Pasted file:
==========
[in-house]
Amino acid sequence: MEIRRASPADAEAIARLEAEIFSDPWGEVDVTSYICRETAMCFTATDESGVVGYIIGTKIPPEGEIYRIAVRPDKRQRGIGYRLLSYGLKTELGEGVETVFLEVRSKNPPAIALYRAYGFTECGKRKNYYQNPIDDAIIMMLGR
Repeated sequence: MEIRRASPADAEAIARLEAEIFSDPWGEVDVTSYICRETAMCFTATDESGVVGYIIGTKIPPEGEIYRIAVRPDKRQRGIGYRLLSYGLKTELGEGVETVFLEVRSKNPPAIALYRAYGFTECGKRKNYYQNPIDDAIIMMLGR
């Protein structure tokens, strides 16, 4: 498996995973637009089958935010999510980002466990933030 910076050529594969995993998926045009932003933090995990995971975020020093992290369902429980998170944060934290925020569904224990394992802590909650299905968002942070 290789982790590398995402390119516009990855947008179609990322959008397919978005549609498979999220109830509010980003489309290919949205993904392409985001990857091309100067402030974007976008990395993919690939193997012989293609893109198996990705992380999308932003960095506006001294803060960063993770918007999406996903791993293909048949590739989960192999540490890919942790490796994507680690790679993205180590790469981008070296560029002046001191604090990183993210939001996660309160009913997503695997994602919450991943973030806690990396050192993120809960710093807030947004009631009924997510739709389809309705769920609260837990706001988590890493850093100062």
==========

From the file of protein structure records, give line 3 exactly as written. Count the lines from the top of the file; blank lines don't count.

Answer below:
Repeated sequence: MEIRRASPADAEAIARLEAEIFSDPWGEVDVTSYICRETAMCFTATDESGVVGYIIGTKIPPEGEIYRIAVRPDKRQRGIGYRLLSYGLKTELGEGVETVFLEVRSKNPPAIALYRAYGFTECGKRKNYYQNPIDDAIIMMLGR